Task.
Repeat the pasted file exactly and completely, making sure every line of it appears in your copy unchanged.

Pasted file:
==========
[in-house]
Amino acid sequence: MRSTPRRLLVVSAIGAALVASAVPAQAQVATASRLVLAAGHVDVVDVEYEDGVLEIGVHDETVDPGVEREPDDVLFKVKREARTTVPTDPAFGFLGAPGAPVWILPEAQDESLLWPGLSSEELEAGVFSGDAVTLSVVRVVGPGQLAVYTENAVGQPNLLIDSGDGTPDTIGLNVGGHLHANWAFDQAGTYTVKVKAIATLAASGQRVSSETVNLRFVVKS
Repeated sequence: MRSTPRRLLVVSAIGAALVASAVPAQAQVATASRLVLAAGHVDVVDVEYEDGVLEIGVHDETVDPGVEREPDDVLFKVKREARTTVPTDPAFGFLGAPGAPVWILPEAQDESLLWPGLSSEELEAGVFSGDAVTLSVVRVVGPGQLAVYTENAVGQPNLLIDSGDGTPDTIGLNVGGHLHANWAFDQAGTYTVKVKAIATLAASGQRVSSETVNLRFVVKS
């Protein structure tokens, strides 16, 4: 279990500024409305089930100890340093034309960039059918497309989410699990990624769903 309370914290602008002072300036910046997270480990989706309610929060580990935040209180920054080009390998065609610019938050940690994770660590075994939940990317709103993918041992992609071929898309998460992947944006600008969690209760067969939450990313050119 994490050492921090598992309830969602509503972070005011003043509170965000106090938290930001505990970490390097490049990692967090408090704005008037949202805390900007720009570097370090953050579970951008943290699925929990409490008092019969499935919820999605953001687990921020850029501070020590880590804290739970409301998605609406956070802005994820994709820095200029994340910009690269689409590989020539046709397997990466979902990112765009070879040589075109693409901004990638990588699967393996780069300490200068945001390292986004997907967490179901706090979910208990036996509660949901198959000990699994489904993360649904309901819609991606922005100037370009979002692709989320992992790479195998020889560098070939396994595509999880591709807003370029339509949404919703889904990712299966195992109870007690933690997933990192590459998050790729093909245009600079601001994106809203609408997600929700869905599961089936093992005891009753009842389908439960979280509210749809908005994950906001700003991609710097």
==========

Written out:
[in-house]
Amino acid sequence: MRSTPRRLLVVSAIGAALVASAVPAQAQVATASRLVLAAGHVDVVDVEYEDGVLEIGVHDETVDPGVEREPDDVLFKVKREARTTVPTDPAFGFLGAPGAPVWILPEAQDESLLWPGLSSEELEAGVFSGDAVTLSVVRVVGPGQLAVYTENAVGQPNLLIDSGDGTPDTIGLNVGGHLHANWAFDQAGTYTVKVKAIATLAASGQRVSSETVNLRFVVKS
Repeated sequence: MRSTPRRLLVVSAIGAALVASAVPAQAQVATASRLVLAAGHVDVVDVEYEDGVLEIGVHDETVDPGVEREPDDVLFKVKREARTTVPTDPAFGFLGAPGAPVWILPEAQDESLLWPGLSSEELEAGVFSGDAVTLSVVRVVGPGQLAVYTENAVGQPNLLIDSGDGTPDTIGLNVGGHLHANWAFDQAGTYTVKVKAIATLAASGQRVSSETVNLRFVVKS
């Protein structure tokens, strides 16, 4: 279990500024409305089930100890340093034309960039059918497309989410699990990624769903 309370914290602008002072300036910046997270480990989706309610929060580990935040209180920054080009390998065609610019938050940690994770660590075994939940990317709103993918041992992609071929898309998460992947944006600008969690209760067969939450990313050119 994490050492921090598992309830969602509503972070005011003043509170965000106090938290930001505990970490390097490049990692967090408090704005008037949202805390900007720009570097370090953050579970951008943290699925929990409490008092019969499935919820999605953001687990921020850029501070020590880590804290739970409301998605609406956070802005994820994709820095200029994340910009690269689409590989020539046709397997990466979902990112765009070879040589075109693409901004990638990588699967393996780069300490200068945001390292986004997907967490179901706090979910208990036996509660949901198959000990699994489904993360649904309901819609991606922005100037370009979002692709989320992992790479195998020889560098070939396994595509999880591709807003370029339509949404919703889904990712299966195992109870007690933690997933990192590459998050790729093909245009600079601001994106809203609408997600929700869905599961089936093992005891009753009842389908439960979280509210749809908005994950906001700003991609710097």